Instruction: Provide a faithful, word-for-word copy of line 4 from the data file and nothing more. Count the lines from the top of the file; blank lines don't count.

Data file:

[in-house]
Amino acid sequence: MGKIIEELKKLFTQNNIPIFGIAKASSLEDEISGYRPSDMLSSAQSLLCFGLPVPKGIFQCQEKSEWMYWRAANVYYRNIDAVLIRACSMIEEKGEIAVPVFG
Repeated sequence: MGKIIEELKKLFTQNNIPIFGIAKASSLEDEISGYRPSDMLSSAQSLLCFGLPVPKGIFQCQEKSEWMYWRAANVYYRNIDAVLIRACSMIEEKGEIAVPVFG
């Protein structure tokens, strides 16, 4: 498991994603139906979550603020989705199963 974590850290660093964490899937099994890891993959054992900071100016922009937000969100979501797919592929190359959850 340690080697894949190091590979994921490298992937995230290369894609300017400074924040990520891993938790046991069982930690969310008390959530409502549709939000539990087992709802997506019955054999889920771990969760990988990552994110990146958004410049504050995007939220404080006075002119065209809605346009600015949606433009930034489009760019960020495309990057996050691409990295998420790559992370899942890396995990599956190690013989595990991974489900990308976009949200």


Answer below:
């Protein structure tokens, strides 16, 4: 498991994603139906979550603020989705199963 974590850290660093964490899937099994890891993959054992900071100016922009937000969100979501797919592929190359959850 340690080697894949190091590979994921490298992937995230290369894609300017400074924040990520891993938790046991069982930690969310008390959530409502549709939000539990087992709802997506019955054999889920771990969760990988990552994110990146958004410049504050995007939220404080006075002119065209809605346009600015949606433009930034489009760019960020495309990057996050691409990295998420790559992370899942890396995990599956190690013989595990991974489900990308976009949200």